In promising a new approach to government Tony Abbott has reverted to the well-thumbed pages of the politics of fear playbook that dominated domestic and international political rhetoric between 2001 – 2008.
In a speech to the nation he repeated his four step plan for terrorism – ‘a knife, a flag, a camera phone and a victim‘ – but also drew bizarre links between ISIS and people who “cheat” the welfare system.
It’s clear to me, that for too long, we have given those who might be a threat to our country the benefit of the doubt.
There’s been the benefit of the doubt at our borders, the benefit of the doubt for residency, the benefit of the doubt for citizenship and the benefit of the doubt at Centrelink.
And in the courts, there has been bail, when clearly there should have been jail.
We are a free and fair nation. But that doesn’t mean we should let bad people play us for mugs, and all too often they have: Well, that’s going to stop.
In connecting immigration, welfare, and the judicial system to ISIS – or as he prefers “the Islamist death cult” – the Prime Minister bundles complex and disparate institutions and policies under one banner of “national security under threat”. In using this politics of fear that equates the people on welfare or bail with ISIS, Abbott hopes to swiftly pass new legislation that purports to secure us from these fears and neuter any opposition.
The rise of the Islamist death cult in the Middle East has seen the emergence of new threats where any extremist can grab a knife, a flag, a camera phone and a victim and carry out a terror attack.
As a nation we are responding to this threat. Abroad, Australia is working with allies to disrupt and degrade the Islamist death cult. At home, we have provided our security services with more powers, more resources and stronger laws.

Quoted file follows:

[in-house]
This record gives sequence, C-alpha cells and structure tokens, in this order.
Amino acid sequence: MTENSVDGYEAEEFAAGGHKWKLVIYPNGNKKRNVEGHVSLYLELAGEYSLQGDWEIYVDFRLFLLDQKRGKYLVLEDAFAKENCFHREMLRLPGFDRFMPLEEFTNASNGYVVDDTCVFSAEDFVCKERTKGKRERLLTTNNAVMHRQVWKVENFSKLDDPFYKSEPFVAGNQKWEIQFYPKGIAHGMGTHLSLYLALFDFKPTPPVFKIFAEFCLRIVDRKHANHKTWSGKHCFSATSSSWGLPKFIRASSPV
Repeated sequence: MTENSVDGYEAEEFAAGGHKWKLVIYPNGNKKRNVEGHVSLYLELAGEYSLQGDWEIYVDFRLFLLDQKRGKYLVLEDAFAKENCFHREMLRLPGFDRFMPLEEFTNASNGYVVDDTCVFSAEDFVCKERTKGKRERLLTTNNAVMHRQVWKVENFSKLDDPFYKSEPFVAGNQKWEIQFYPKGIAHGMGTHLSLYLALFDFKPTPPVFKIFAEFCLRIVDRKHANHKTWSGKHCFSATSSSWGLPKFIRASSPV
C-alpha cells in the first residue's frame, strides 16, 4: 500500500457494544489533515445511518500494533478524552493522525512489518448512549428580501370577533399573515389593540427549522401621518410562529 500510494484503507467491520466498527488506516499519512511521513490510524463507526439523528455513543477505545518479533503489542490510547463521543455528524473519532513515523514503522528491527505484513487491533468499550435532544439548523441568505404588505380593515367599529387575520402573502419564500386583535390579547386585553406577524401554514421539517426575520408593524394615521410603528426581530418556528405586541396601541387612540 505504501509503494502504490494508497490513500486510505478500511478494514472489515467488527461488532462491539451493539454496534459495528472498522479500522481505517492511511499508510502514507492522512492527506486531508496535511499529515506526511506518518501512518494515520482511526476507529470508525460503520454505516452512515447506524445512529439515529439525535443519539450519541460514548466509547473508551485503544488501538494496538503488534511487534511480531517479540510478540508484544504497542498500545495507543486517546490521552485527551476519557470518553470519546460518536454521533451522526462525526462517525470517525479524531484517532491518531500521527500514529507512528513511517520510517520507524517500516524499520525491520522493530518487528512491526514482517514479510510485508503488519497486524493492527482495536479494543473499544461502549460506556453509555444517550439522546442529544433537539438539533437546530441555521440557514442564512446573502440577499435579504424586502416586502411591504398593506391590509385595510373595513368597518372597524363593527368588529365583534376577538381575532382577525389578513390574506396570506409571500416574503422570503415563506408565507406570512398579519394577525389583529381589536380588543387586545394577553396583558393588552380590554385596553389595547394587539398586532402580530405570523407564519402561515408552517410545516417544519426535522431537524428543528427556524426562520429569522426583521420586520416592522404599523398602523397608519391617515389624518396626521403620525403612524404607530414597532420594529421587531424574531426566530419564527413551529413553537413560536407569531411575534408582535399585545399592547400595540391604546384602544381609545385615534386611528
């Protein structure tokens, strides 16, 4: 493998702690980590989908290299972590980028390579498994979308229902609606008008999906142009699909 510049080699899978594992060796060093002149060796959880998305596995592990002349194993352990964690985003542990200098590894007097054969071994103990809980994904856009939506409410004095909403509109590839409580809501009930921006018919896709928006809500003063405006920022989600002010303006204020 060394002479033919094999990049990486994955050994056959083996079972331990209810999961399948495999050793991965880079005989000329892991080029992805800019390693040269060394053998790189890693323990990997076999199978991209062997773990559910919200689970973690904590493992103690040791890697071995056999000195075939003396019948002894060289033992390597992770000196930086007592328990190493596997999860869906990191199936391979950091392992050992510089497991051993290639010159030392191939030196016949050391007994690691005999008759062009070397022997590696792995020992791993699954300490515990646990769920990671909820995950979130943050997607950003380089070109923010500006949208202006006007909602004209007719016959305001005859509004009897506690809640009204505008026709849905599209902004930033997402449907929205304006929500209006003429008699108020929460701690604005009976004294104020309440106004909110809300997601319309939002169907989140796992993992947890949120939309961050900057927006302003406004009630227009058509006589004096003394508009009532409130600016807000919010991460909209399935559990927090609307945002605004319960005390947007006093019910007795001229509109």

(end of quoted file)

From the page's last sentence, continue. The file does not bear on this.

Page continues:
We are currently considering additional legislation on data retention that’s before the Parliament – and this will make it easier to keep you safe and we want to get this legislation passed as quickly as we can.
But this is an old trick and a trick that further reveals that Tony Abbott (and most senior Australian politicians) are bereft of ideas. There is no vision other than more freedoms and less threats.
As the BBC documentary ‘Power of Nightmares‘ shows, politicians in Western liberal democracies following September 11, 2001 no longer offered visions for a grand future. They, and we, have grown cynical of dreams where “the only fear is fear itself”. Instead, the focus is on nightmares. Whoever can portray the greatest fears, yet also assurance of deliverance, is king.
This tactic arguably receded with the elections of Rudd in 2007 and Obama in 2008. Both had optimistic visions. Rudd had his “2020 Summit” and Obama his “Yes We Can”. However, with financial crises, widening gaps in economic equality within nations and between them, as well as the return of Islamic terrorism with ISIS, these optimistic slogans rang hollow and arguably reinforced cynicism. Today, there is a return to a politics of fear.
With his leadership in question Tony Abbott is resorting to a tactic he knows well from his time in the Howard Government. He may not be able to answer who he is or what he stands for in positive terms, but he is able to conduct an orchestra of threats and fears – Labor, ISIS, debt, welfare fraud, radicalisation of youth, ‘inter-generational theft’, and lenient bail laws. In orchestrating these fears, he is able to give us this assurance: “As a country, we won’t let evil people exploit our freedom.”
Abbott is hopeful that this new tough line of government will save his leadership. Perhaps it will. But maybe this time we will recognise the old negative tune and demand something new – something more courageous and imaginative than borders and laws to protect “us” from a fictional “them”. Perhaps we will recognise the folly of jumping at nightmares and spectres that we help create and sustain.
See Tony Abbott’s full message here: https://www.pm.gov.au/media/2015-02-15/message-prime-minister-0